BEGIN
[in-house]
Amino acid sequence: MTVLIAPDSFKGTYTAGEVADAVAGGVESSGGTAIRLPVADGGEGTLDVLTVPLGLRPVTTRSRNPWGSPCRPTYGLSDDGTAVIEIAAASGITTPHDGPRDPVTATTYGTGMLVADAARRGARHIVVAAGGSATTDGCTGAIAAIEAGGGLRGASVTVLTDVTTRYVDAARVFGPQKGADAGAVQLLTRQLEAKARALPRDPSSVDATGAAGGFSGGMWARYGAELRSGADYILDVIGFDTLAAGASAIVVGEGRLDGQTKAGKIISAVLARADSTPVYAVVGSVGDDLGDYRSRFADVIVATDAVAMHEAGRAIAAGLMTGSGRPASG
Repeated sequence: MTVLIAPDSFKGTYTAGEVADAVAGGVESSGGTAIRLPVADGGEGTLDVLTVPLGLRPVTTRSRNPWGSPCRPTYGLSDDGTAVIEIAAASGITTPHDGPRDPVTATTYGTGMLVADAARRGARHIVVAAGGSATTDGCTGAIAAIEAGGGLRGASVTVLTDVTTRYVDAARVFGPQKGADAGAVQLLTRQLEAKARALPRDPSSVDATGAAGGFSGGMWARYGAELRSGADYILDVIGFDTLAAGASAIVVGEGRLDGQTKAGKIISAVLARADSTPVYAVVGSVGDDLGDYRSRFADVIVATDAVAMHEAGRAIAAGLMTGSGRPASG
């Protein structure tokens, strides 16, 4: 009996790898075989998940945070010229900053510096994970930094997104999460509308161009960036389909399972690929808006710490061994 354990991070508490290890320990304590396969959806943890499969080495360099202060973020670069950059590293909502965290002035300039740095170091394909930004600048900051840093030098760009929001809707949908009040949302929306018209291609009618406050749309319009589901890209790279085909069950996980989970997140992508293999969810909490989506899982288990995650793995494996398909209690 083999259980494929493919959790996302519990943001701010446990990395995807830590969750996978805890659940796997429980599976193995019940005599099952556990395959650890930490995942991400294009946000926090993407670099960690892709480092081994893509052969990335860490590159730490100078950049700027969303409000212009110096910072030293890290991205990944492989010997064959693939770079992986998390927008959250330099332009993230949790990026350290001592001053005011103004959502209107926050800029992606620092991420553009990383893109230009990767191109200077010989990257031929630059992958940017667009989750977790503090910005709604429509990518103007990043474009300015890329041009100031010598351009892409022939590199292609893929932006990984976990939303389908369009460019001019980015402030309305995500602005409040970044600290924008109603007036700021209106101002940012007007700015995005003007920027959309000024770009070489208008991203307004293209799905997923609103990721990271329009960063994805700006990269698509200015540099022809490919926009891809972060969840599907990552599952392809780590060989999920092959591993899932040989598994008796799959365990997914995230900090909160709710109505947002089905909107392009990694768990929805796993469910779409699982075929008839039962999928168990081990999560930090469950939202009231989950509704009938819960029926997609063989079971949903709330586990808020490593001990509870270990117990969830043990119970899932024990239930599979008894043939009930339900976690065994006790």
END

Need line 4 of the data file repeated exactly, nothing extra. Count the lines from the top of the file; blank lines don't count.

């Protein structure tokens, strides 16, 4: 009996790898075989998940945070010229900053510096994970930094997104999460509308161009960036389909399972690929808006710490061994 354990991070508490290890320990304590396969959806943890499969080495360099202060973020670069950059590293909502965290002035300039740095170091394909930004600048900051840093030098760009929001809707949908009040949302929306018209291609009618406050749309319009589901890209790279085909069950996980989970997140992508293999969810909490989506899982288990995650793995494996398909209690 083999259980494929493919959790996302519990943001701010446990990395995807830590969750996978805890659940796997429980599976193995019940005599099952556990395959650890930490995942991400294009946000926090993407670099960690892709480092081994893509052969990335860490590159730490100078950049700027969303409000212009110096910072030293890290991205990944492989010997064959693939770079992986998390927008959250330099332009993230949790990026350290001592001053005011103004959502209107926050800029992606620092991420553009990383893109230009990767191109200077010989990257031929630059992958940017667009989750977790503090910005709604429509990518103007990043474009300015890329041009100031010598351009892409022939590199292609893929932006990984976990939303389908369009460019001019980015402030309305995500602005409040970044600290924008109603007036700021209106101002940012007007700015995005003007920027959309000024770009070489208008991203307004293209799905997923609103990721990271329009960063994805700006990269698509200015540099022809490919926009891809972060969840599907990552599952392809780590060989999920092959591993899932040989598994008796799959365990997914995230900090909160709710109505947002089905909107392009990694768990929805796993469910779409699982075929008839039962999928168990081990999560930090469950939202009231989950509704009938819960029926997609063989079971949903709330586990808020490593001990509870270990117990969830043990119970899932024990239930599979008894043939009930339900976690065994006790």